The NLA suggests a least five or six attempts should be made to find suitably qualified tradespeople when needed and that records should be kept detailing each attempt.

Landlords and tenants should ‘engage constructively’ about access to a property, and that this should only be allowed for serious and urgent issues, says the Government. If urgent work can be arranged, all direct contact between and those conducting the work should be avoided wherever possible.

New this year, the Electrical Safety Standards in the Private Rented Sector Regulations 2020, apply to all new tenancies on 1 July 2020 and for existing tenancies on 1 April 2021.

The regulations require landlords to have electrical installations in their properties inspected and tested by a person who is qualified and competent, at least every five years; to provide a copy of the report (known as the Electrical Safety Condition Report or EICR) to their tenants, and to the local authority if requested. If the report indicates that investigative or remedial works are necessary, landlords are required to have this work  carried out.

The Gas Safety (Installation and Use) Regulations 1998 require landlords to have an annual gas safety check on each appliance and flu carried out by an engineer registered with the Gas Safe Register and to keep a record of each safety check.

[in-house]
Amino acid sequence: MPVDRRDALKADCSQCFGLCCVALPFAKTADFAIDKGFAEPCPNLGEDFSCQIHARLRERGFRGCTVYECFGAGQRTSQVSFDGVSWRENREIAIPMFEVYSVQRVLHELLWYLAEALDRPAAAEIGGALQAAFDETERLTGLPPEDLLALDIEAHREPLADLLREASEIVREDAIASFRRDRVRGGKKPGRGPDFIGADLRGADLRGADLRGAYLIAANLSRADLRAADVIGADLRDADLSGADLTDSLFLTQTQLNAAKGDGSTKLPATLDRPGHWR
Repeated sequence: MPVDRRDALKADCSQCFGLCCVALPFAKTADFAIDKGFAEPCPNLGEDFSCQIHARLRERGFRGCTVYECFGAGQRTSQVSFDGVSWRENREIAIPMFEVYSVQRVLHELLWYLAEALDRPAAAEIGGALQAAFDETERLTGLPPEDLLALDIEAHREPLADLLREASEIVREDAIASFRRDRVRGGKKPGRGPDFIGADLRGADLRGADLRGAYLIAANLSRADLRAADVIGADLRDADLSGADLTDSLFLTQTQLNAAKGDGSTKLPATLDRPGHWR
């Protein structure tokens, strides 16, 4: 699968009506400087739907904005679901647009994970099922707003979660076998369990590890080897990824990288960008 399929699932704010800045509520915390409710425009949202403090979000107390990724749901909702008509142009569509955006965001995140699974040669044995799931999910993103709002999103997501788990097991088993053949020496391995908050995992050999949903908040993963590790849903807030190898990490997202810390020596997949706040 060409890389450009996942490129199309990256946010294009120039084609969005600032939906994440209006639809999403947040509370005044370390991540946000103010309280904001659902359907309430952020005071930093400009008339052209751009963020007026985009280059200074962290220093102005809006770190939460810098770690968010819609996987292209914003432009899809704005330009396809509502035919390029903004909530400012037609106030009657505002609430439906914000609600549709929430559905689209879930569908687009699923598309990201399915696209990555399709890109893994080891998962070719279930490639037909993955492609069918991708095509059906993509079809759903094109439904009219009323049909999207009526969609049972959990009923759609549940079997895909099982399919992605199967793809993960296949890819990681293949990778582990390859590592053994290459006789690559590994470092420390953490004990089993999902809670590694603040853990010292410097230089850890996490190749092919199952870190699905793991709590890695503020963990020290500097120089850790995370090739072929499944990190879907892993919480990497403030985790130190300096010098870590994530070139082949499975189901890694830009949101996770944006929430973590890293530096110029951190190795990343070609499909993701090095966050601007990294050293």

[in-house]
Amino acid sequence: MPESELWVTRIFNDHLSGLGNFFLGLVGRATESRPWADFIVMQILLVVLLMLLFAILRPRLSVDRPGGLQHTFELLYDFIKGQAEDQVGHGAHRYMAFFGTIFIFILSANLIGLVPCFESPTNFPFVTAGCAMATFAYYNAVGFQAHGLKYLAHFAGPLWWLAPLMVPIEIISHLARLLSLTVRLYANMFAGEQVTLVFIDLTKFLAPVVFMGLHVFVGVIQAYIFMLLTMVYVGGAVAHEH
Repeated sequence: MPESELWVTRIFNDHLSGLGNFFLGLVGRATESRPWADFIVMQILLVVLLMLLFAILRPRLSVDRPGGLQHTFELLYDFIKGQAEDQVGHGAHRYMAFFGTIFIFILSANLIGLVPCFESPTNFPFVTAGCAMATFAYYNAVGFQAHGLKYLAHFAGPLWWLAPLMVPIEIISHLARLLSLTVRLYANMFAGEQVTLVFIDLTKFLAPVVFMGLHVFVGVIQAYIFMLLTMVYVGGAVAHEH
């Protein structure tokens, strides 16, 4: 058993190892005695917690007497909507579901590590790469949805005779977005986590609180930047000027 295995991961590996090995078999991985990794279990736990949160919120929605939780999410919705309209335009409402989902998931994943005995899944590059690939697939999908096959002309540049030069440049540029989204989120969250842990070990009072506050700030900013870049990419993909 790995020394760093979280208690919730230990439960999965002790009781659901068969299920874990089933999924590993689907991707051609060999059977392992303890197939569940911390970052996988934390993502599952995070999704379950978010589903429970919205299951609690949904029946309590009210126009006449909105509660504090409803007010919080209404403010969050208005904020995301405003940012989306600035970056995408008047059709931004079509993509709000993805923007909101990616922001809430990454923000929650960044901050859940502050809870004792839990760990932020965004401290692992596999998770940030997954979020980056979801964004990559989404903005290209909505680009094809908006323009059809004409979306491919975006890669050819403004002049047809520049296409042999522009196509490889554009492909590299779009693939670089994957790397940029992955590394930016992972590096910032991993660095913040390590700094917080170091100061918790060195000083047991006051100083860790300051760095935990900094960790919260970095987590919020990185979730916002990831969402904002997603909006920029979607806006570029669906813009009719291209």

Landlords will not be in breach of these regulations provided they can show they have taken all reasonable steps to comply. To do this, landlords must be able to show they have taken reasonable steps to comply by providing copies of all communications they have had with their tenants and with engineers in their attempts to arrange for the necessary work.

Landlords may also wish to provide other evidence they have that the installation, appliance or flue that requires certification is in a good condition at the time they have attempted to arrange works.

There are particular problems for landlords when tenants are vulnerable, are self-isolating, or are living in HMO properties.

In the case of HMO properties, landlords are not obliged to provide alternative accommodation if one or more of a number of tenants develops Coronavirus symptoms or contracts the disease. Neither can anybody be removed from their home because of the virus

Tenants living in shared accommodation should follow current Public Health England guidance, says the Government. It points to guidance on home cleaning to minimise the risk of infection and on what to do when sharing a home with someone who may have the virus.

The NLA says that in any case, tenants living in HMOs should be advised to remain in their rooms as much as possible, to avoid communal areas, use separate cutlery and crockery, clean their own dishes using a separate tea towel, schedule routines so that any person who is self-isolating uses the bathroom last, use separate towels and cloths, and clean surfaces thoroughly. It advises landlords to display notices advising tenants on infection prevention techniques. These can be downloaded from the World Health Organisation and NHS websites.

Government guidance on what to do if someone in a household contracts the Coronavirus includes self-isolation of the whole household for 14 days.